Fear Thy Nature

Do you ever find yourself behaving or reacting differently based on the people you are around, the situation you are in, or what is expected of you? I know that I, for one, do it all the time. I think it's only natural and almost impossible not to. I couldn't act the same way around the kids I teach dance to as I do around my friends, for example, it would be inappropriate and I probably wouldn't have my job for very long. I also wouldn't act the same way I do at someone else's house as I do at my own, environments dictate what is or isn't acceptable behavior. Our own personal awareness of these changes isn't always necessary, we seem to just know how to behave in any given situation, we've learned over the years what should be done, what shouldn't be done and how to tell the difference. Society gives us rules and we follow them but I don't think it's a bad thing, social rules and cues are necessary and good for everyone.
I am not really going to be touching on the subject of Speak No More, as it is I think almost too much has been said in the podcast from this week about what happens in that production. It's something I first heard about from New York BFF and still have a desire to go see, although I do wish I still knew almost nothing about it. What I want to touch on from that portion of the discussion is the idea that everyone is given "rules" to follow once they enter, some people follow and some do not. I would be a follower of the rules. It makes me very uncomfortable as a grown-up person to knowingly break rules that are given to me. Back in my teenage years I loved breaking rules just to see if I could get away with it...but maybe the stakes are raised now on what will happen if I am caught breaking a rule and I just can't do it. So, I know, I would follow those rules to the letter and I would be very anxious that anyone I was with did exactly the same.
But, this same quality in myself also gives me some concern when it came to the portion of the podcast where they were talking about the experiments that were conducted testing to see how far someone would go when given a role to play. I didn't take note of the person talking saying they didn't believe in experiments like Zimbardo's Stanford Prison Experiment, but I found him to be quite contradictory of himself. He says he doesn't believe that that is human nature to treat people like this and to jump to those extremes but he also says that he believes people will act in one way in a psychological experiment and in another way in an experiment conducted by an economist based on what the subject thinks the person giving the experiment wants. If the prison guards in Zimbardo's experiment believed they were to act out a prison scene and Zimbardo was looking for extremes in human behavior than I think that's probably what those people did, but that is human nature. I don't believe they were TOLD to be cruel, they chose to be cruel because they felt, perhaps, that the person in authority was looking for that. However if the person in authority, the one conducting the experiment was a pacifist then the experiment would have probably turned out much differently. But, I think this only goes to show how much people depend on cues from those around them...are you being told to stop? no, then keep going...are you being rewarded for your behavior? no, then try something new, more extreme...etc.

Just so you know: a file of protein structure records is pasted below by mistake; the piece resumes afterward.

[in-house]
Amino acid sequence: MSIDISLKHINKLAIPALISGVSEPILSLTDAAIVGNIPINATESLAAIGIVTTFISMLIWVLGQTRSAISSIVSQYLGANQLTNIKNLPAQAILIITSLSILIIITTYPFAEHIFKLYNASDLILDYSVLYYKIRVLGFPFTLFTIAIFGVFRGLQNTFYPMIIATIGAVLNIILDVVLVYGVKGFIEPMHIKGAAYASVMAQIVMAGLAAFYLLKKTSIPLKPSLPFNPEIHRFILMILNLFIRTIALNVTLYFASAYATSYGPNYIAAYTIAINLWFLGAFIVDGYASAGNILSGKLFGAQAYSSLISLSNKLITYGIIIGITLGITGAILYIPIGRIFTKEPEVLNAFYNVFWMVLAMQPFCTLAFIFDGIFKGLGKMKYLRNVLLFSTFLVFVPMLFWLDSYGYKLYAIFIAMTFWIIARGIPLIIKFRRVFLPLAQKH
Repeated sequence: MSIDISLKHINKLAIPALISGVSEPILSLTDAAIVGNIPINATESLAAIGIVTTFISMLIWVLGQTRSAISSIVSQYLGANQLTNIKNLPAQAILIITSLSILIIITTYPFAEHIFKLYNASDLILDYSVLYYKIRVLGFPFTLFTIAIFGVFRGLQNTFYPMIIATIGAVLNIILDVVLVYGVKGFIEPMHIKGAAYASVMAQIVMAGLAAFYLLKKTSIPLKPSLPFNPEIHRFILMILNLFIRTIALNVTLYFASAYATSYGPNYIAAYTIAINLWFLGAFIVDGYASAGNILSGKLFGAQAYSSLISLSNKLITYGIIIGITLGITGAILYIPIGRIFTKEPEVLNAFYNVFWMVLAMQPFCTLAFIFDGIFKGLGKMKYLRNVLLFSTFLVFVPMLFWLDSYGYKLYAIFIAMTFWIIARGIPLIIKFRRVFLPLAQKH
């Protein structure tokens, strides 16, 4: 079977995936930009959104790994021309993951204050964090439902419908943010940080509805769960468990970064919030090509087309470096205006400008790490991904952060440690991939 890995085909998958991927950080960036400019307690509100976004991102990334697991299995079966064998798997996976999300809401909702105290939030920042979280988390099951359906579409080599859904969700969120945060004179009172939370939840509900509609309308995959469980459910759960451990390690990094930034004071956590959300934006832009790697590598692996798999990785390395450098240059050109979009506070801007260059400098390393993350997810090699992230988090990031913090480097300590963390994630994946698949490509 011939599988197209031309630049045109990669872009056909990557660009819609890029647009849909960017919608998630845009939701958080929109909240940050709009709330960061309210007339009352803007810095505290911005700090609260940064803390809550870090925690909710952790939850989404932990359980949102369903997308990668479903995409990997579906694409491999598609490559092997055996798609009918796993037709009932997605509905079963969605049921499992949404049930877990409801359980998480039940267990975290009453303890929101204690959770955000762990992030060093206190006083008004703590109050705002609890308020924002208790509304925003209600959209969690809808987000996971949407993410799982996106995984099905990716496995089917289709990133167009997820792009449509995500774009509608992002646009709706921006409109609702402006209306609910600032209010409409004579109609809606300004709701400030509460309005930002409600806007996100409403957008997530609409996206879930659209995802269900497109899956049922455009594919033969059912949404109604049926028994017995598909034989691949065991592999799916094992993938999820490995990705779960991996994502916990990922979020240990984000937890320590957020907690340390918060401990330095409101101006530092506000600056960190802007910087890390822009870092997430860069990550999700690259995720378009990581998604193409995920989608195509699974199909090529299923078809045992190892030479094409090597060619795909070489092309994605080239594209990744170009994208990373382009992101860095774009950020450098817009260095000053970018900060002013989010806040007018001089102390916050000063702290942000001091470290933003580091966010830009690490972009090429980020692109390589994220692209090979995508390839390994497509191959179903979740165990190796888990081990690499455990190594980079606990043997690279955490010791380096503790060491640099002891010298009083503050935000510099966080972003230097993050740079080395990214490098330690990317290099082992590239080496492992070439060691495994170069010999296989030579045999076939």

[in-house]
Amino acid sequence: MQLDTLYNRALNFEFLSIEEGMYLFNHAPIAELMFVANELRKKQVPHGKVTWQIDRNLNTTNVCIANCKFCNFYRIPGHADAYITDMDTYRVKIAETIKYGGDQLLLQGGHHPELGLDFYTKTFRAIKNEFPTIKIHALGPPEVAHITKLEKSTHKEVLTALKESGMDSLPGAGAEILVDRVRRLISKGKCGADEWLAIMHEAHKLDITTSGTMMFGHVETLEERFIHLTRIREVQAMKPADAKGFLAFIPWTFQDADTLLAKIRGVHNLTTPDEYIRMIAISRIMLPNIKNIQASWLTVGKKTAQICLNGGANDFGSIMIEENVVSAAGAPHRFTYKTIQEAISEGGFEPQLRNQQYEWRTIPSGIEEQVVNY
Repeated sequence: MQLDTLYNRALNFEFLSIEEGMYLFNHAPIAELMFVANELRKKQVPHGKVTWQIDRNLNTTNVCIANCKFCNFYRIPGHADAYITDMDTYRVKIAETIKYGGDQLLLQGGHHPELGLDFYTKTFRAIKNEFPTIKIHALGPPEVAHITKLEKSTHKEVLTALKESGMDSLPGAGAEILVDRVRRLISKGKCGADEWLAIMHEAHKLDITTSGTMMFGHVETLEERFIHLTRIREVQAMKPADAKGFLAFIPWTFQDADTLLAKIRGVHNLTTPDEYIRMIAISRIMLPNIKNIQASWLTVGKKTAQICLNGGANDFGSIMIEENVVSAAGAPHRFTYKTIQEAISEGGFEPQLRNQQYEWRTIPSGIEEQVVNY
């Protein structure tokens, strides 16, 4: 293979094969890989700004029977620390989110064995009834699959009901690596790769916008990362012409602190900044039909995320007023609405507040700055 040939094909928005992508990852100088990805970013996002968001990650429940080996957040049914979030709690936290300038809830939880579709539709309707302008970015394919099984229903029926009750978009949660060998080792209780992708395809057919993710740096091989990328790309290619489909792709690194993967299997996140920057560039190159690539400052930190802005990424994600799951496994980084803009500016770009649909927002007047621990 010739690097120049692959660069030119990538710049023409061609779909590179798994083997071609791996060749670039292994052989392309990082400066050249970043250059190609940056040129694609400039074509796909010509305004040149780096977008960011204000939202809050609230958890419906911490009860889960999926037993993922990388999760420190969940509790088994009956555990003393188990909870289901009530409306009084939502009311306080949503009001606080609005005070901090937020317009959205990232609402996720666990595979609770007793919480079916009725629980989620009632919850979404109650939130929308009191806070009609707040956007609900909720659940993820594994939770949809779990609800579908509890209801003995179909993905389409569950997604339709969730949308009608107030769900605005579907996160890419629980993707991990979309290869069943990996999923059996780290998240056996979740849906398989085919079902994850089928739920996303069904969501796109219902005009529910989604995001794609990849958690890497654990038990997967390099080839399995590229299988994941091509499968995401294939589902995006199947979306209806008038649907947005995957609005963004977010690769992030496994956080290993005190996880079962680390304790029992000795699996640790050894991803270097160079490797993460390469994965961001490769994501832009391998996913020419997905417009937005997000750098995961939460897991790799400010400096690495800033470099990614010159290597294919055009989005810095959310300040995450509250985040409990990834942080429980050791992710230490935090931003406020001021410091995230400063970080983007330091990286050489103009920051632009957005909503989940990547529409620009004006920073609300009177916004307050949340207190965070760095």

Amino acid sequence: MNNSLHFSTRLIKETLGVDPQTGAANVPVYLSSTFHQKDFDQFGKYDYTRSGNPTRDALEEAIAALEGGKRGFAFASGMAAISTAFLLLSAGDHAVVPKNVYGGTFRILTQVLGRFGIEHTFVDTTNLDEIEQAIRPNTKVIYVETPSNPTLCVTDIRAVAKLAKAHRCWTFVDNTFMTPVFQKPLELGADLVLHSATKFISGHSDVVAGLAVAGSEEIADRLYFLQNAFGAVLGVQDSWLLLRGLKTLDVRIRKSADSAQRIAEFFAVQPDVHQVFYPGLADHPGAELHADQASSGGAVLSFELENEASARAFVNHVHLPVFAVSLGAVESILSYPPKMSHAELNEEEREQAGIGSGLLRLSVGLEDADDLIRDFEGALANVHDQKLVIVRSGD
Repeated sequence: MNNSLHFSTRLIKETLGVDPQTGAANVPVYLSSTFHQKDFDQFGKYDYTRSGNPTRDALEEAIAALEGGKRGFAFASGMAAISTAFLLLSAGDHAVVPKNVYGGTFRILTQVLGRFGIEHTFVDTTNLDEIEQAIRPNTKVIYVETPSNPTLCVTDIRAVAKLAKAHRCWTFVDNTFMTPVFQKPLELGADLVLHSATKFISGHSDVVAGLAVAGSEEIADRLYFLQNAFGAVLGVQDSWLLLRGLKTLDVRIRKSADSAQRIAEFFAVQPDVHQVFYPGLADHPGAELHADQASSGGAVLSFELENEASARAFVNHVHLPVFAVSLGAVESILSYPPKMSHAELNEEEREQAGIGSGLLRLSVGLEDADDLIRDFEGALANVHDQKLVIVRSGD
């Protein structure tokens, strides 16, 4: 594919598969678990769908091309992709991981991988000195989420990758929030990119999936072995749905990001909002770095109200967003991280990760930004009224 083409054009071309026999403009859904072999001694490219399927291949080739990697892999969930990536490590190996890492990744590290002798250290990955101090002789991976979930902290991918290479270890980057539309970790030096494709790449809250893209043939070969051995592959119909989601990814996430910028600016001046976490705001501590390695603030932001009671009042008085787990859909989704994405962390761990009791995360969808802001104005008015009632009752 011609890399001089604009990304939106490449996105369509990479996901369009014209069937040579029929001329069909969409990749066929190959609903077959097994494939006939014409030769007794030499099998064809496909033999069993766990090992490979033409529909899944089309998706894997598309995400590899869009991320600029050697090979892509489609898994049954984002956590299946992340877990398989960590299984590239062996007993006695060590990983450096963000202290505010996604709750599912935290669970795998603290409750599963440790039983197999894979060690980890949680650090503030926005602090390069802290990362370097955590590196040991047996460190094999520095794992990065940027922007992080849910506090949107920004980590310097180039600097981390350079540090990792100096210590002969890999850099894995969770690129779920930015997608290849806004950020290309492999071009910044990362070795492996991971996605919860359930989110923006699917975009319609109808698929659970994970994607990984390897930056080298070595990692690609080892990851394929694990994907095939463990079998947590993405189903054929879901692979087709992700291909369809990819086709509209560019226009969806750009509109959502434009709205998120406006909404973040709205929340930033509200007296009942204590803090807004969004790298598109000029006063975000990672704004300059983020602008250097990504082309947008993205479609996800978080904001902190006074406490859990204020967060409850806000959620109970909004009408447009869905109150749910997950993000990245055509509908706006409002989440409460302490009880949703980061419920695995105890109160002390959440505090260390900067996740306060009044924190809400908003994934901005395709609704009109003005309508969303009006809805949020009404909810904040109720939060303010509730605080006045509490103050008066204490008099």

I guess here is what it comes down to for me, and it's a very serious subject so it's difficult for me to find words to properly express myself so I'm just doing the best I can. Part of my heritage is of German descent. What if I was someone else in my timeline and I grew up in Germany where my leaders were telling me that it was against the law to aid Jews, that it was actually lawful to turn them in...what would I have done? Would that have made me a fundamentally bad person? Do I believe that all of those German soldiers who helped in rounding up those innocent people and then helped in running concentration camps and then who did unspeakable things to people were inherently evil? I don't believe that, I think that a lot of them were following their leader, doing what they were told, not thinking about what that meant - does that excuse their actions, not to me but it does help me understand how they could have gotten there. And it makes me wonder, it makes me wonder about my affinity for following the rules and it makes me hope that I will have some fight in me if suddenly the rules stop making sense.

Did you listen this week? What were your reactions? Are you a rule follower or do you find joy in breaking the rules given? I'd love to know...and then I'd love for you to join me in finding out what fellow pod club listeners Rachael and Leah had to say on the subject.

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